hemisphere, followed by low, rumbling thun
der ,in the distance. -
The streets, however, are little more quiet
than usual. The sbonts and ravings of the
Emperor's soldiers and elavei are, perhap,s j
neither so loud nor frequent only because
they have become more sly and cunning, and
more expert in ferreting out . the homes and
hiding places of their prey. ' '
But they had been busy during the day; and
to-night, thus far, they had been quite suc
cessful ; and several of tho adjoining prisons
were crowded with the "cursed sect," men,
women, and even : little, children, awaiting
their turn to stand before the mock-tribunal.'
The Emperor, himself, moreover, has. been
equally busy in presiding at their trials, in
which he took a special delight ; and which, if
history does him no wrong, he continued to do
even whole-days and nights together. At
length, however, he had grown somewhat wea
ry and exhausted, and has retired to his Pal
ace to obtain some refreshment. But his ro
turn is every moment expected.
. In the mean time, the lighted hall has been
rapidly filling up with anxious and excited
spectators, while thousands arc assembling
outside, filling up the great square wiih a
dense mass of furious, boisterous citzens, of
all ages, sexes, and classes. Some, impatient
of delay, are calling for victims, while others
are busy piling the crackling fires with fresh,
dry fuel, or stirring up the glowing embers
with the points of their long spears.
It requires, however, but a glance at the fa
ces of the crowds filling up the seats in the in
terior, to see that various emotions are agita
ting their breasts that all, at least, had not
been drawn to witness a spectacle of revolting,
barbarous injustice, through curiosity, or for
the purpose of satiating the feelings of de
praved aud revengeful hearts. Ah ! no.
While the masses are talking," jeering, and in
dulging in fits of boisterous laughter, as though
assembled to witness some mirthful show or
obscene drama; others are sitting, silent and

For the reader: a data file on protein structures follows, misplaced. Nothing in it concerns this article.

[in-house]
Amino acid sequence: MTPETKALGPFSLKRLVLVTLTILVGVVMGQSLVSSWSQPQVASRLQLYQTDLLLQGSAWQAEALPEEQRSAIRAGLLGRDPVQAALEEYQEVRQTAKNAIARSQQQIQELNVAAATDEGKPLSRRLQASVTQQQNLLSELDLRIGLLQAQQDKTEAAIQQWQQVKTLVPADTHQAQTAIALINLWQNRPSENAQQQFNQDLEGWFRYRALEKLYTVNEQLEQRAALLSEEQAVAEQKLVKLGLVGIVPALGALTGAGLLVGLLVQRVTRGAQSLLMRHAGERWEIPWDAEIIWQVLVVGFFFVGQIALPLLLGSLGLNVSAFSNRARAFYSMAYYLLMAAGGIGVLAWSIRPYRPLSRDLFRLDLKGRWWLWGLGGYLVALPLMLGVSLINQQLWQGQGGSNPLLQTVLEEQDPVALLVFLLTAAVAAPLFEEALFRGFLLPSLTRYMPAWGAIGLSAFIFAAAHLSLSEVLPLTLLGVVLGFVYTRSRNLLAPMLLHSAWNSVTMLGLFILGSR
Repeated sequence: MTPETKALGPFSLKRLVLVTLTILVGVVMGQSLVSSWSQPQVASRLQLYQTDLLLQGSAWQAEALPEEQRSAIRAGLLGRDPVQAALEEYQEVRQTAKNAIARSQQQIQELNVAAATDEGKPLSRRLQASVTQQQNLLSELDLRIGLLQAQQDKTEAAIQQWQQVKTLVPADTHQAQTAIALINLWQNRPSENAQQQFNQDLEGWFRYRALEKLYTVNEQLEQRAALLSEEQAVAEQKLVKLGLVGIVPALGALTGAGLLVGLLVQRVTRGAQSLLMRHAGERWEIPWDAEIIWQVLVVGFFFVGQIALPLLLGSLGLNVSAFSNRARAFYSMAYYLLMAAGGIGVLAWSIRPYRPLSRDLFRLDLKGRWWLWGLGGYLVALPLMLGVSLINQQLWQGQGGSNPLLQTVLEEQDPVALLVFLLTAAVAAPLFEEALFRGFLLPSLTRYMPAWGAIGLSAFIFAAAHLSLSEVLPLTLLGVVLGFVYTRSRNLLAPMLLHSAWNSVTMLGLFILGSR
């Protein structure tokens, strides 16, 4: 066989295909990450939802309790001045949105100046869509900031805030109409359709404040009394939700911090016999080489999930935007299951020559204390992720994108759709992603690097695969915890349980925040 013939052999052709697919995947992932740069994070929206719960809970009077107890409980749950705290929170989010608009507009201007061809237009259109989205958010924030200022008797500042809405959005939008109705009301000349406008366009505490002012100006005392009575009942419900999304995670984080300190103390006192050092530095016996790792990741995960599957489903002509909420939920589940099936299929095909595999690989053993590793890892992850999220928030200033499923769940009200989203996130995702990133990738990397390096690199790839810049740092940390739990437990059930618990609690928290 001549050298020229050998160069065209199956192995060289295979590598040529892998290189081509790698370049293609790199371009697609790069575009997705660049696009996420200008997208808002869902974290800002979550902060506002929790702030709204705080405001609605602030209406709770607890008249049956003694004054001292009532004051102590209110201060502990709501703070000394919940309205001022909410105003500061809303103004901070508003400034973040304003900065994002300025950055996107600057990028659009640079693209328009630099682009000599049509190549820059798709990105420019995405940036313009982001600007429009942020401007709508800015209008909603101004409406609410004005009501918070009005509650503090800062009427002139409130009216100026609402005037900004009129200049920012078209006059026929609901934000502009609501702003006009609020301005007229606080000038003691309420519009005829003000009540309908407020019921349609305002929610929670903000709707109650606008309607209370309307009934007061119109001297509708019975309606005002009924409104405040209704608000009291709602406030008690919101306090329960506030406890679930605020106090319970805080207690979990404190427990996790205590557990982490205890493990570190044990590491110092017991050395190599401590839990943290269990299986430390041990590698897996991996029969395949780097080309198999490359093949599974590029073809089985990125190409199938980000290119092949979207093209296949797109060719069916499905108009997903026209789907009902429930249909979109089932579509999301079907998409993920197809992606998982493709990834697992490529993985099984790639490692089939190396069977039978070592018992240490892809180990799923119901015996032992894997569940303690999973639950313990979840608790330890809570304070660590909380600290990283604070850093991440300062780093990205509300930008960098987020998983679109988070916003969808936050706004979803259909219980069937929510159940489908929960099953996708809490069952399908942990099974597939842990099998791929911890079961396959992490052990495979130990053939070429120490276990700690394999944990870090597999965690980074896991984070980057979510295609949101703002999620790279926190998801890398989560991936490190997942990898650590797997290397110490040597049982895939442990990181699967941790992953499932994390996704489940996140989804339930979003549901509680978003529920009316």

pensive, white the evidences of a deep, anx
ious sorrow are plainly visible in their pale,
haggard features. Yes there are, here and
there in the crowd, yearning, anxious, bleed
ing hearts. Fathers and mothers, perhaps,
in disguise, are there, to catch, if possible,
tho last look of a fondly loved child; or chil
dren, the pitying eye of their parents, rudely
torne away from their embrace.
But immediately in front of the pyrmid:il
throne, is the most pitiable sight of all. There,"
seated in rows, upon blocks of m-irplj, is a
score or more poor Christians, men and wo
men, under a guard of soldiers. Some, with
pale and haggard features, are gazing intently
at the marble floor, thinking, it may be, of
children and friends ; while others, with eyes
closed, and calm, brightening faces up-turned
to heaven, are thinking of a home afar in ;
the azura depths and whither thrt spirits
are expecting soon to wing their Cight.
Then, directly before them, or. tho first step
of the platform, are placed tha images of sev
eral heathen. Deities, as if to mock and
tantalize these poor sufferers for the sake of
Hush! hush f The Emperor! lLo Emperor!
In a momcct,' every eye ia turned towards the
door or entrance. All is silent save the
involuntary sighs, or half suppressed ejacula
tions proceeding from the group ia front of
the throne. '
There he is I the Emperor sure enough,
surrounded by his life-guard, fierce, savage
looking monsters.
He is advancing - slowly along the great
broad aisle, paved with inlays of marble, and
lined on either side by rows of gigantic, tow
ering columns. Four of tho guard are a few
paces in advance, tho same number support
his right and left, while the remainder follow
close behind, with slow, measured step.
He has now seated himself in tho elevated
marble chair, his numerous guard occupying
the successive steps, facing on all sides of the
vast interior. Their right hands are grasping
firmly tho hilt of their swords, while their
long, glittering spears are resting on the in
side of their left shoulders.
Now, if you please, take a look at the Em
peror himself. There he is directly before
you and you may read the man at your leia.
No exception can be taken to his dress. It
is certainly princely. His robe is long, ample,
and flowing, glittering with the rarest gems,
and reflecting from its folds every variety of
the richest oriental hues.
Nor can any fault be found with the crown